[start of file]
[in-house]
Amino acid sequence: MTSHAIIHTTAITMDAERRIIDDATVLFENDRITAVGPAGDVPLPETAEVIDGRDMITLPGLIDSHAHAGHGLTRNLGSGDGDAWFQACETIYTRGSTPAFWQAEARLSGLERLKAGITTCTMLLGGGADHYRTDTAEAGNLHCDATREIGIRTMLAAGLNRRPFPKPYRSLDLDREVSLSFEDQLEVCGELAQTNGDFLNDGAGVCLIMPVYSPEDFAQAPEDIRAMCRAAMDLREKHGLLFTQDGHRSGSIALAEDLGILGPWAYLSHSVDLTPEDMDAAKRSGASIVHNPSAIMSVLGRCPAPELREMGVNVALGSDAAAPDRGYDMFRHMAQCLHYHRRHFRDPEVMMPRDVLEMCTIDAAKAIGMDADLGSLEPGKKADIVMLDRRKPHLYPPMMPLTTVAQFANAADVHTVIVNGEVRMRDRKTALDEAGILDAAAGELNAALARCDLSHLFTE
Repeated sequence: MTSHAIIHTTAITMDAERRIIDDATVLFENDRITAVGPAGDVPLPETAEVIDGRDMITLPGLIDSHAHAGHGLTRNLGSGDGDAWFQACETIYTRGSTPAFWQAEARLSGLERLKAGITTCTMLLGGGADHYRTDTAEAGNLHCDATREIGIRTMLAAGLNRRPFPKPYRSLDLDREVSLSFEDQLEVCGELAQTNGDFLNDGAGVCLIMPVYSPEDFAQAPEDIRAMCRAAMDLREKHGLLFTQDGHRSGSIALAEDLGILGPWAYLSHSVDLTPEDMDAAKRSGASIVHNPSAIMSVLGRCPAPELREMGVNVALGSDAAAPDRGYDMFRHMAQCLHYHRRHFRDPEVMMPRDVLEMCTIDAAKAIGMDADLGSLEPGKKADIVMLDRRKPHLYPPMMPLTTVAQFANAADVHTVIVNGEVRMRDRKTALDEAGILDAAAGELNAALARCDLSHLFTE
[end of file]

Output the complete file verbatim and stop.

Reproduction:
[in-house]
Amino acid sequence: MTSHAIIHTTAITMDAERRIIDDATVLFENDRITAVGPAGDVPLPETAEVIDGRDMITLPGLIDSHAHAGHGLTRNLGSGDGDAWFQACETIYTRGSTPAFWQAEARLSGLERLKAGITTCTMLLGGGADHYRTDTAEAGNLHCDATREIGIRTMLAAGLNRRPFPKPYRSLDLDREVSLSFEDQLEVCGELAQTNGDFLNDGAGVCLIMPVYSPEDFAQAPEDIRAMCRAAMDLREKHGLLFTQDGHRSGSIALAEDLGILGPWAYLSHSVDLTPEDMDAAKRSGASIVHNPSAIMSVLGRCPAPELREMGVNVALGSDAAAPDRGYDMFRHMAQCLHYHRRHFRDPEVMMPRDVLEMCTIDAAKAIGMDADLGSLEPGKKADIVMLDRRKPHLYPPMMPLTTVAQFANAADVHTVIVNGEVRMRDRKTALDEAGILDAAAGELNAALARCDLSHLFTE
Repeated sequence: MTSHAIIHTTAITMDAERRIIDDATVLFENDRITAVGPAGDVPLPETAEVIDGRDMITLPGLIDSHAHAGHGLTRNLGSGDGDAWFQACETIYTRGSTPAFWQAEARLSGLERLKAGITTCTMLLGGGADHYRTDTAEAGNLHCDATREIGIRTMLAAGLNRRPFPKPYRSLDLDREVSLSFEDQLEVCGELAQTNGDFLNDGAGVCLIMPVYSPEDFAQAPEDIRAMCRAAMDLREKHGLLFTQDGHRSGSIALAEDLGILGPWAYLSHSVDLTPEDMDAAKRSGASIVHNPSAIMSVLGRCPAPELREMGVNVALGSDAAAPDRGYDMFRHMAQCLHYHRRHFRDPEVMMPRDVLEMCTIDAAKAIGMDADLGSLEPGKKADIVMLDRRKPHLYPPMMPLTTVAQFANAADVHTVIVNGEVRMRDRKTALDEAGILDAAAGELNAALARCDLSHLFTE